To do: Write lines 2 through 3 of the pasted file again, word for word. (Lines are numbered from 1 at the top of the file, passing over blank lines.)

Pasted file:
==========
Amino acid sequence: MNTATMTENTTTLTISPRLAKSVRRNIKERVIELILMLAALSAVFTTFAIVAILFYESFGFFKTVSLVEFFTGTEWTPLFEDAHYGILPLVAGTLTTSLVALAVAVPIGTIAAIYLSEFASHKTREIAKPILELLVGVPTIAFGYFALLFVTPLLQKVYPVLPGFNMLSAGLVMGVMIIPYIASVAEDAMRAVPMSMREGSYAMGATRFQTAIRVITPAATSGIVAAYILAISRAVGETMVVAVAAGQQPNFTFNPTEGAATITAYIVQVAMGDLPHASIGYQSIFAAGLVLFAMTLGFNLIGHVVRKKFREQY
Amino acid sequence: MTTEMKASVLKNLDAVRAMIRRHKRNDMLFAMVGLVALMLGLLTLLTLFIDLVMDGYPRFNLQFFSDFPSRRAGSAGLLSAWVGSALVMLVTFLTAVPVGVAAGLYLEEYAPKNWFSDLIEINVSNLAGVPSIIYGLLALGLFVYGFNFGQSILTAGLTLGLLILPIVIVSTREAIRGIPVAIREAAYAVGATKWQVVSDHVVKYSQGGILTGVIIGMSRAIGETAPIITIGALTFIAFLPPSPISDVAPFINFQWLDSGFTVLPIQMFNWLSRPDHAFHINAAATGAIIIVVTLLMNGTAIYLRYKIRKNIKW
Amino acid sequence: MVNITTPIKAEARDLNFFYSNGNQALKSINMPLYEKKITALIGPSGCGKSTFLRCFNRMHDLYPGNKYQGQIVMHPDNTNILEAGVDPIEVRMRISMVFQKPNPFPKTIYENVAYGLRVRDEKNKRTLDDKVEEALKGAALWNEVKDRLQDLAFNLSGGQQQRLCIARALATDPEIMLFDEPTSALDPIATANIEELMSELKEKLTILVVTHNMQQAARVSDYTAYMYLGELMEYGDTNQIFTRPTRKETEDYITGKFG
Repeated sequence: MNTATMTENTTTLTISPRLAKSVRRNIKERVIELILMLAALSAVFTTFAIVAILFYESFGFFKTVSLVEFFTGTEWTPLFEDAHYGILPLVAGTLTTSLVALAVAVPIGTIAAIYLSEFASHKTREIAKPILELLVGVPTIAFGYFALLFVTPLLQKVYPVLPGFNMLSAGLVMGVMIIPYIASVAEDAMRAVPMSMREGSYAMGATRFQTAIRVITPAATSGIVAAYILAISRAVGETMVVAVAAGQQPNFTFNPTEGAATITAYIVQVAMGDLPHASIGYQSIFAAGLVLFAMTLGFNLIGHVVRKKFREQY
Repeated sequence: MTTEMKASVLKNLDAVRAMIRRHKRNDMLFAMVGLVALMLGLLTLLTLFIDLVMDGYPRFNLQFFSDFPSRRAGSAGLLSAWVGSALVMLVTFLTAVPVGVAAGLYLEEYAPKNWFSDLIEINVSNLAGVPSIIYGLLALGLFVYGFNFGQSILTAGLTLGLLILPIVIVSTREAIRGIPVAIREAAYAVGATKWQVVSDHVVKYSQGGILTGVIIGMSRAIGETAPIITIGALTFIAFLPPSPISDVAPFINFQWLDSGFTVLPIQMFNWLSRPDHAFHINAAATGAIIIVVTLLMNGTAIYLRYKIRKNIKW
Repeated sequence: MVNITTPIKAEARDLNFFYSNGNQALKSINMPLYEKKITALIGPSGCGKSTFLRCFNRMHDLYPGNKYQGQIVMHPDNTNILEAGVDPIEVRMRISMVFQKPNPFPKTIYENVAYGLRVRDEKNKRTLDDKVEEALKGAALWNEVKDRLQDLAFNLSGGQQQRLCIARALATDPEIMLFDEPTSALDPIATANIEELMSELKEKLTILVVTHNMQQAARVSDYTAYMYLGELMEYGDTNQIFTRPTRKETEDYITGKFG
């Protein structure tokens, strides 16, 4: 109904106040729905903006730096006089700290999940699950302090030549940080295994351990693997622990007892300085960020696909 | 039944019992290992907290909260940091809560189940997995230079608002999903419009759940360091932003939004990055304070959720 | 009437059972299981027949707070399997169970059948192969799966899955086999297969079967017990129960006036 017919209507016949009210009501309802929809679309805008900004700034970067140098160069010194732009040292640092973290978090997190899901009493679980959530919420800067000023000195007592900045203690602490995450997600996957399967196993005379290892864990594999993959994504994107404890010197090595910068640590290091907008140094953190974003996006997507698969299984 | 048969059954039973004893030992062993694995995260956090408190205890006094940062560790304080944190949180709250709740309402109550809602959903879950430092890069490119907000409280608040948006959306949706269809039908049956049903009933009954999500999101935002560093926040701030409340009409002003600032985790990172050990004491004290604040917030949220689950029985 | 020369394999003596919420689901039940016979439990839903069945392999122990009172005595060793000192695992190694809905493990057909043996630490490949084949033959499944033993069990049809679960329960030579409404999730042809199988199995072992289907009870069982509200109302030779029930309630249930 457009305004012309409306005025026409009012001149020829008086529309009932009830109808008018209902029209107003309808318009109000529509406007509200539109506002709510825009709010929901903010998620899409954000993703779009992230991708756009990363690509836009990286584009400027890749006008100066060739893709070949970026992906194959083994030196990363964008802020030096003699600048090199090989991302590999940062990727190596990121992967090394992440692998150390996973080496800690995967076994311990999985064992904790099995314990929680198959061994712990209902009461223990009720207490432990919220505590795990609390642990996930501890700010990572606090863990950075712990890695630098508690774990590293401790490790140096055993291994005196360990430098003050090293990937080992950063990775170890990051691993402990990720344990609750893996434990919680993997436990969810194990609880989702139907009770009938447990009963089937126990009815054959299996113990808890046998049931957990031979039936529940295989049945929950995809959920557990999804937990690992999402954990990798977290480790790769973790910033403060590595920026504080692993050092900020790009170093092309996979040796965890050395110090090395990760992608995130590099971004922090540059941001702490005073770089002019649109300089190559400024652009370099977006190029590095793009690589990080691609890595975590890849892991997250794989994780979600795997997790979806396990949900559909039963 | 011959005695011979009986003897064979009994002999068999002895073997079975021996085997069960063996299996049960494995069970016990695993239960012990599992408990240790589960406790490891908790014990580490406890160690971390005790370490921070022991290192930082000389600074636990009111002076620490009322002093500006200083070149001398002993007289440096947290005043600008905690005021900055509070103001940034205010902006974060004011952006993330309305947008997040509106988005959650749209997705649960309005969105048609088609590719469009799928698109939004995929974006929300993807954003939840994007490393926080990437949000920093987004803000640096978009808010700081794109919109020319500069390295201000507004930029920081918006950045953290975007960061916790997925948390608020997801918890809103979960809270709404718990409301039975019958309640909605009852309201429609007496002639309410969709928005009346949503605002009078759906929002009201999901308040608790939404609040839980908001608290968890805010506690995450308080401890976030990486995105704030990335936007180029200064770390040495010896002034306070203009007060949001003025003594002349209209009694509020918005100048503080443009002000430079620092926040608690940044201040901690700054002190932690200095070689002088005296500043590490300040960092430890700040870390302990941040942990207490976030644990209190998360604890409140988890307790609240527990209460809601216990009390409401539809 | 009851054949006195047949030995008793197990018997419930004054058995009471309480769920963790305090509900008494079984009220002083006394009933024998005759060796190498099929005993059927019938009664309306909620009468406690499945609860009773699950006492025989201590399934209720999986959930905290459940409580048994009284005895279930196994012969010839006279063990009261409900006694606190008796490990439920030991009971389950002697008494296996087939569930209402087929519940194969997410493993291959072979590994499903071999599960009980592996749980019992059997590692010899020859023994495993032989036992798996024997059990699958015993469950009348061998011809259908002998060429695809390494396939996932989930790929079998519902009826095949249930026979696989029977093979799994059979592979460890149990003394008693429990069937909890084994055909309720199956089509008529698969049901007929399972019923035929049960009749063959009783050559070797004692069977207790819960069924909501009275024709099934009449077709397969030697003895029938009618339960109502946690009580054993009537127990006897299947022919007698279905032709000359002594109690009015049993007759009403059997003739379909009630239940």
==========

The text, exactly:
Amino acid sequence: MTTEMKASVLKNLDAVRAMIRRHKRNDMLFAMVGLVALMLGLLTLLTLFIDLVMDGYPRFNLQFFSDFPSRRAGSAGLLSAWVGSALVMLVTFLTAVPVGVAAGLYLEEYAPKNWFSDLIEINVSNLAGVPSIIYGLLALGLFVYGFNFGQSILTAGLTLGLLILPIVIVSTREAIRGIPVAIREAAYAVGATKWQVVSDHVVKYSQGGILTGVIIGMSRAIGETAPIITIGALTFIAFLPPSPISDVAPFINFQWLDSGFTVLPIQMFNWLSRPDHAFHINAAATGAIIIVVTLLMNGTAIYLRYKIRKNIKW
Amino acid sequence: MVNITTPIKAEARDLNFFYSNGNQALKSINMPLYEKKITALIGPSGCGKSTFLRCFNRMHDLYPGNKYQGQIVMHPDNTNILEAGVDPIEVRMRISMVFQKPNPFPKTIYENVAYGLRVRDEKNKRTLDDKVEEALKGAALWNEVKDRLQDLAFNLSGGQQQRLCIARALATDPEIMLFDEPTSALDPIATANIEELMSELKEKLTILVVTHNMQQAARVSDYTAYMYLGELMEYGDTNQIFTRPTRKETEDYITGKFG